Are dragons more than just a myth ? It seems so...

  6. Open



    Available  used  from  £2.64

     A flamboyant journey of a legend.


    There aren't many tennis players, let alone sportsman who are interesting enough to write a book. In fact, too many books are written by under-achieving and those bereft of personality, but 'Open' is not one of those. Andre Agaissi, for me anyway, is one of not only tennis', but sports greatest icons. From his wild days as a flamboyant youngster, to his Grand Slam victories, and also his resurrection after an all-time low. This book will enthrall as Agassi, in haunting style, takes through his tournament wins and losses, all the while snarling at his upbringing where he was literally forced to maintain a tennis career from such a young age.
    Agassi also takes us on an emotional rollercoaster, where we live through his broken relationships, but will become uplifted by his new found lust for life now married to Steffi Graf. In a genre so heavily dominated by robotic and sullen competitor's, 'Open' is a an honest account of a brutally lonely sport, and gives us an insight into a charismatic and enigmatic mind. This book has everything, from backhand winners, cross-court forehands and verbal warnings, to strange journeys, wonderful friendhsips, blood, sweat and tears. A must for Agassi fans..a must for tennis...just like the great man himself. Tennis is a a dull sport without him. Cherish those memories he left us with and buy 'Open'.

  7.  Weird, yet very true stories...


    Imagine the world's best authors, monster-hunters, and folklorists, being asked to write obscure and bizarre tales of monsters, strange phenomena, and other unnatural oddities, and you have 'Darklore', a fantastic compilation edited by Greg Taylor. This sequel, which I'm sure will lead to many more volumes, is a cracking read for anyone instered in strange but true tales from across the globe pertaining to all kinds of mysteries. Littered with fantastic sketches, 'Darklore 2' is simply a book to read by candlelight...

  8.  Strangeness in the 'Garden of England'.


    It must be said that there are thousands of local books on the shelves which, for all their endeavour, fail miserably in highlighting certain qualities of the county they cover. 'Mystery Animals of...' is a brand new series from the Centre for Fortean Zoology who've taken it upon themselves to cover the British Isles and gather together, the best author's to compile volumes pertaining to every county in regards to sightings and legends of mystery animals. '...Kent' is Neil Arnold's second book, after the weird and wonderful 'Monster! The A-Z Of Zooform Phenomena'. It's a 400 page tome which covers thousands of eye-witness reports and evidence to suggest that large exotic cats roam Kent, Sussex, Surrey and the leafy outskirts of London.as well as other exotic animals released/escaped into the wilds over the years. From a jackal shot in Sevenoaks, to wild boar on the marshes, a hyena roaming Sussex and strange, exotic birds, insects and reptiles. 270,000 words, a true delight to read with some amazing stories of Neil's foray's into the woods of a place stepped in history and folklore. Indeed, a first, and the last word on mystery animals roaming the south-east.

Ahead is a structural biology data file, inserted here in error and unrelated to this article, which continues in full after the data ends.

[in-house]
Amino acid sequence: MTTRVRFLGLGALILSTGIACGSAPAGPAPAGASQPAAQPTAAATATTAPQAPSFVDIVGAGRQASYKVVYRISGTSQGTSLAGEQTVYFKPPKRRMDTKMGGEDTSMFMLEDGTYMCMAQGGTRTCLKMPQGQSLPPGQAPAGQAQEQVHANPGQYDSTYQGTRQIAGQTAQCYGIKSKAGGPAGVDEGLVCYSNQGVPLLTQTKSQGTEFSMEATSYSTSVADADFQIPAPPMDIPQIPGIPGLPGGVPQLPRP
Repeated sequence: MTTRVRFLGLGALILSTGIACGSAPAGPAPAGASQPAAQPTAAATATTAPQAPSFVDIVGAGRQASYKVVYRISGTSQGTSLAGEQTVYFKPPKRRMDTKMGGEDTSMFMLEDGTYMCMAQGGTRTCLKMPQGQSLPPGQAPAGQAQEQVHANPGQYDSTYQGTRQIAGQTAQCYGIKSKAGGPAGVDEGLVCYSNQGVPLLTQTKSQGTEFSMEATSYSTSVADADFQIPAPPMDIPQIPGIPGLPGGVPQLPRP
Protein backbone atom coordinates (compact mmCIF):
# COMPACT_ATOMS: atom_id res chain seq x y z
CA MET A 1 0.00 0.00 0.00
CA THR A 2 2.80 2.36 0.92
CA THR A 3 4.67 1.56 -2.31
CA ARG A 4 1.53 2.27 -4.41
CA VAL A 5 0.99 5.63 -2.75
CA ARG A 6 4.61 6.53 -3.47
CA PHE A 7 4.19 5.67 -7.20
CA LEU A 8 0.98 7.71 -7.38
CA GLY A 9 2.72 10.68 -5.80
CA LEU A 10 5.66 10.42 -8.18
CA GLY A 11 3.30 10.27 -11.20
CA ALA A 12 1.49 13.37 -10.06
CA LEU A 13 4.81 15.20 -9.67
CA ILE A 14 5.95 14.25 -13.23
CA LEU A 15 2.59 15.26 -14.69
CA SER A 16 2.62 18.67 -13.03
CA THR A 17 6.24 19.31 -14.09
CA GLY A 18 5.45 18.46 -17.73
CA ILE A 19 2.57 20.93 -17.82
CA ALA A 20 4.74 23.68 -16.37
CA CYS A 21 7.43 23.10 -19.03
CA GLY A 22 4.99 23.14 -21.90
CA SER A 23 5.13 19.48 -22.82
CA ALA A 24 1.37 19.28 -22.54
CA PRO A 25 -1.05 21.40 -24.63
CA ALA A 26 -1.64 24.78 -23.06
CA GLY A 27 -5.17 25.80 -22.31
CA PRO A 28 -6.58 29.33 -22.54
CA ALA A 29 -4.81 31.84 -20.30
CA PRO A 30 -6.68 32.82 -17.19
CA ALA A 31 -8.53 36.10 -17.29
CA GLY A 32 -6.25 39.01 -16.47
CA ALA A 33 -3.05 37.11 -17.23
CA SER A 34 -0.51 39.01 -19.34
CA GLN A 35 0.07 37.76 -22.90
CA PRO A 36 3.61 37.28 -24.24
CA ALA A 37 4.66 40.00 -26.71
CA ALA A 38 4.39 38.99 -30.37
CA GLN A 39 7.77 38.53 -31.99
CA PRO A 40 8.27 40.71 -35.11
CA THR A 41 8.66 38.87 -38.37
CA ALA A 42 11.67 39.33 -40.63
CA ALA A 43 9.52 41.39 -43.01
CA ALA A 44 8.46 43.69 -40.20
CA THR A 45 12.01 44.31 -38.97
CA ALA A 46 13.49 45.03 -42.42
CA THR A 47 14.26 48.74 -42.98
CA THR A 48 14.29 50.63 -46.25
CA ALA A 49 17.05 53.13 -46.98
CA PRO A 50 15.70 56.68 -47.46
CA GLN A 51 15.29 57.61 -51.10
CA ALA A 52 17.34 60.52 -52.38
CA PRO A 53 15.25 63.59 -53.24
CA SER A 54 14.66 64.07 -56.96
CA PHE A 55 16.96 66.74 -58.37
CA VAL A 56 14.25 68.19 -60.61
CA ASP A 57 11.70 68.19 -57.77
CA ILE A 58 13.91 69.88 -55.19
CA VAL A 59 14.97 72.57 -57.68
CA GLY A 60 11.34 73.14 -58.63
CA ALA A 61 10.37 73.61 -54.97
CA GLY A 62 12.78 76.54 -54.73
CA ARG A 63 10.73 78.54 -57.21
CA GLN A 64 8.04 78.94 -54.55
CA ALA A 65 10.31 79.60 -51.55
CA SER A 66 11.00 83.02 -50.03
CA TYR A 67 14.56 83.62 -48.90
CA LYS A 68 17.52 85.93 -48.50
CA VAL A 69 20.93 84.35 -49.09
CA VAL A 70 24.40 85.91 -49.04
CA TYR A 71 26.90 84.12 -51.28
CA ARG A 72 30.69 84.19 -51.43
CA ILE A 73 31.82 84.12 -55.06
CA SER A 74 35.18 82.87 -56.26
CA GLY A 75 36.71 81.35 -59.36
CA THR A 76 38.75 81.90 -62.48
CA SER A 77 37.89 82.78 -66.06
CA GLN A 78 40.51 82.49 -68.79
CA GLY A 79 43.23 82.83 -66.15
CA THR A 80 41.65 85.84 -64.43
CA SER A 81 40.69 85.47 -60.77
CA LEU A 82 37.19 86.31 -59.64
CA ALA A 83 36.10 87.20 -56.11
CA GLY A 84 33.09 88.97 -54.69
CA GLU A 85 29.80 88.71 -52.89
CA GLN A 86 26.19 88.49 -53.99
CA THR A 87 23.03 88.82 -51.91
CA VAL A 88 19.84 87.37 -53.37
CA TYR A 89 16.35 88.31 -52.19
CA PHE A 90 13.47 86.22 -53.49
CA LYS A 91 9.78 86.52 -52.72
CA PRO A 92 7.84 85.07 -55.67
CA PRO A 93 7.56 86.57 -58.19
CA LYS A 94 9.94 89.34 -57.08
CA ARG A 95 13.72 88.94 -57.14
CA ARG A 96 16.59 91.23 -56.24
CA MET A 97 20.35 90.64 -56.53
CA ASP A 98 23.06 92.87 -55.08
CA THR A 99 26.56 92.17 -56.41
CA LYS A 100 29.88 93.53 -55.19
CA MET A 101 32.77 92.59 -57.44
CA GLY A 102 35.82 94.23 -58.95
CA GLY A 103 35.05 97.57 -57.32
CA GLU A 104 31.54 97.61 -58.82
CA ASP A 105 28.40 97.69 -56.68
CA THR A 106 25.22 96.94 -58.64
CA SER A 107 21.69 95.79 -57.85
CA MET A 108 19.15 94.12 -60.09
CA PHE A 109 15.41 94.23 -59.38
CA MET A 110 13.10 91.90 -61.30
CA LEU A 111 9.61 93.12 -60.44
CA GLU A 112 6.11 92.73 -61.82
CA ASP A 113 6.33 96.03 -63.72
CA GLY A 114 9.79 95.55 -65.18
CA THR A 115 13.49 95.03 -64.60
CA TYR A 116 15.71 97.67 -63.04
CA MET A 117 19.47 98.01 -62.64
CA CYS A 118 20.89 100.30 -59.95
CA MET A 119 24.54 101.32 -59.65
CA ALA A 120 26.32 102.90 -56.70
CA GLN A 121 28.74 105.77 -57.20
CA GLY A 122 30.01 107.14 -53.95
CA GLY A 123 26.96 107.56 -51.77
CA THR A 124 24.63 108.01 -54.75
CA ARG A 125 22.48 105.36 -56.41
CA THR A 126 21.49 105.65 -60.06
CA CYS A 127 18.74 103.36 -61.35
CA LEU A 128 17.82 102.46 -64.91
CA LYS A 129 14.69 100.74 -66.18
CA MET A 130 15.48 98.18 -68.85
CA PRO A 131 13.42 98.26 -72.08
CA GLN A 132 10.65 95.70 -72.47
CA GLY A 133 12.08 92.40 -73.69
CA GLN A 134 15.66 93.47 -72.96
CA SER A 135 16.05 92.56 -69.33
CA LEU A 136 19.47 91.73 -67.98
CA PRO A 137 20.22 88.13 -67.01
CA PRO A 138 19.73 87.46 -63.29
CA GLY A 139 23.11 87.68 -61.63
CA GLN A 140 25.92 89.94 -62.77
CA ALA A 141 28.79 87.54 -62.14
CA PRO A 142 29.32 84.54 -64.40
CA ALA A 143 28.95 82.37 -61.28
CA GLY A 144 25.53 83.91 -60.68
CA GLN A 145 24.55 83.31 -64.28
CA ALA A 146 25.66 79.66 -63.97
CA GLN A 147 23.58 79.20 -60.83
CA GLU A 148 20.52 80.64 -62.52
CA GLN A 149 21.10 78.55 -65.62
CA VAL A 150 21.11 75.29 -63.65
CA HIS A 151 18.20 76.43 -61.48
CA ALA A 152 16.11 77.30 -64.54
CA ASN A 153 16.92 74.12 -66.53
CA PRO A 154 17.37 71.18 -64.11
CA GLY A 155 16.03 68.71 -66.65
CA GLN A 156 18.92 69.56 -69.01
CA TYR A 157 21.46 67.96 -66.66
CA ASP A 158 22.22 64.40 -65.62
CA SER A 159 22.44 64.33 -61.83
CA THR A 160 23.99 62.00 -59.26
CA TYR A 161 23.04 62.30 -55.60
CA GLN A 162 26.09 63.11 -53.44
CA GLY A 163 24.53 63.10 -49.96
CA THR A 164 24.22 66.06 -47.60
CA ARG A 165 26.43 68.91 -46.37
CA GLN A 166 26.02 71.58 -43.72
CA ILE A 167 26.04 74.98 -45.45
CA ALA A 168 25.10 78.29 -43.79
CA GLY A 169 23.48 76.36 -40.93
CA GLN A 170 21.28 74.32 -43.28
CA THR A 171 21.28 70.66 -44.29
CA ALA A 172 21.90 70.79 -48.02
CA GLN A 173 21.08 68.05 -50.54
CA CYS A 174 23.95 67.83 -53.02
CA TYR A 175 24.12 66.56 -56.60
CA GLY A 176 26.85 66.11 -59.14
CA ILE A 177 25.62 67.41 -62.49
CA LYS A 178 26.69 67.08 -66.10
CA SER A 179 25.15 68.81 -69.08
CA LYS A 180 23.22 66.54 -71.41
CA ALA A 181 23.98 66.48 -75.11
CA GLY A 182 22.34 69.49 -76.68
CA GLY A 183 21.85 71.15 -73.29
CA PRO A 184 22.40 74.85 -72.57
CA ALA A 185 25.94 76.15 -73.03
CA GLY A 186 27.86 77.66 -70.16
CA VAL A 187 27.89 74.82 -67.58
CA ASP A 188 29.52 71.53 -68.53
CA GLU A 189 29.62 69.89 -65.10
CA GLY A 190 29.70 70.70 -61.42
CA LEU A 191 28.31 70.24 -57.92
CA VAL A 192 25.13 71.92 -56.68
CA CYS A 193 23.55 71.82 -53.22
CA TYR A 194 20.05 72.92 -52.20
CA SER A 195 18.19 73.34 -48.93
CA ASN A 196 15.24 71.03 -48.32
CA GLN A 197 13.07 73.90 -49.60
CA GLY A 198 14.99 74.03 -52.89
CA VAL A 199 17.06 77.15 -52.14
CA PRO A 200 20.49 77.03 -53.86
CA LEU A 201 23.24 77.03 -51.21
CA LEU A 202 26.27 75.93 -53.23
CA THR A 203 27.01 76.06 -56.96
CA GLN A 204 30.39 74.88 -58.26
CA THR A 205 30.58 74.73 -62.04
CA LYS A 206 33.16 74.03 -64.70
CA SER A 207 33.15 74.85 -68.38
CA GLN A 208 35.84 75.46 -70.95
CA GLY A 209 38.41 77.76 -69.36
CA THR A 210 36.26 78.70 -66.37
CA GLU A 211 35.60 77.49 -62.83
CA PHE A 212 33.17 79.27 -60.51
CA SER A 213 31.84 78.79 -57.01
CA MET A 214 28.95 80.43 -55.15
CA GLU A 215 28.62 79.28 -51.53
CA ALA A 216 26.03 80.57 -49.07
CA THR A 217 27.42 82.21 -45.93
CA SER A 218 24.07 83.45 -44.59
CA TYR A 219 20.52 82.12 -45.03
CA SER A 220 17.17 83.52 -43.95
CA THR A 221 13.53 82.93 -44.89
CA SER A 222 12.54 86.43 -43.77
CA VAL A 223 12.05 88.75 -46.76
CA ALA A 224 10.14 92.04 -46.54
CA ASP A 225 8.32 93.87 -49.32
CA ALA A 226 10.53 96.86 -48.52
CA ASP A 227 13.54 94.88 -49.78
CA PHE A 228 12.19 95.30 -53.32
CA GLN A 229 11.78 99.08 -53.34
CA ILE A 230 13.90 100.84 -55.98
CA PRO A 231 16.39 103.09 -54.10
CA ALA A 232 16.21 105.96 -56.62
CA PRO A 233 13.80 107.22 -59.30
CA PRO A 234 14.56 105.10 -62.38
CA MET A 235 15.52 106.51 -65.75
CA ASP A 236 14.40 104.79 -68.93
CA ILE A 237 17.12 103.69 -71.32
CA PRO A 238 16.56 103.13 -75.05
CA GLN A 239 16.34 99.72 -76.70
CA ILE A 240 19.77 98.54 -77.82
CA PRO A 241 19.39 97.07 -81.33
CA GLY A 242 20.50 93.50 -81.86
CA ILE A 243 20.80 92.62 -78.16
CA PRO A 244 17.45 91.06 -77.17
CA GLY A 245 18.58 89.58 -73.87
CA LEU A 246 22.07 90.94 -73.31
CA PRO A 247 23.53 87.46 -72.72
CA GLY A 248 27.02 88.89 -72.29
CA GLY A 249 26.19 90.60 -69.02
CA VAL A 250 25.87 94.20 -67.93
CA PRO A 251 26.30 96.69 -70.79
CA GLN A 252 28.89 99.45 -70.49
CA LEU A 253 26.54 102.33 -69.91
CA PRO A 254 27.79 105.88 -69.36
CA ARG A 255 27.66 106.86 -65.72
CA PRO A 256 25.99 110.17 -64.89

9.  Bigfoot in England ? Surely not!


    So often books regurgitate material time and time again, so it's always refreshing to read a book from first-hand investigations, and one which collates material never previously published before. Nick Redfern covers the eerie story of the Man-Monkey, an ape-like humanoid said to roam the woods of Shropshire, particularly, if you believe the legend, the Union Canal area. If you're sceptical about the existence of Bigfoot in the USA then you'll be even more mystified by the appearance of what seems to be a hairy humanoid in the wilds of England. Although irregularly reported, such incidents do occur which suggest, most likely, that the UK is not in fact i habited by some unknown species of primate, but does in fact hide something akin to relation with the human psyche. As these ancient lands around become destroyed by development, the need for mysery grows ever stronger, but when these kind of ethereal visions do take place, in the modern climate they seem even more harder to accept. And yet there HAVE been sightings of strange, bipedal beasts in our midst but what are we to make of them ? Nick Redfern explores the legends and uncovers a treasure trove of information from an area rich in folklore. Only you can decide just what loiters in the shadows. This book is for monster-hunter's everywhere.

  10.  Brits do it better!


    A reasonably good chiller, although far inferior to much of what Britain has offered over the years. I found 'The Lady In White' to lack any real icy atmosphere, although kids may find the tale rather spooky. This is certainly one film I didn't think I'd ever see released onto dvd, so it's a welcoming reease, but if you're after real eerie chills, or creaky atmosphere, look elsewhere.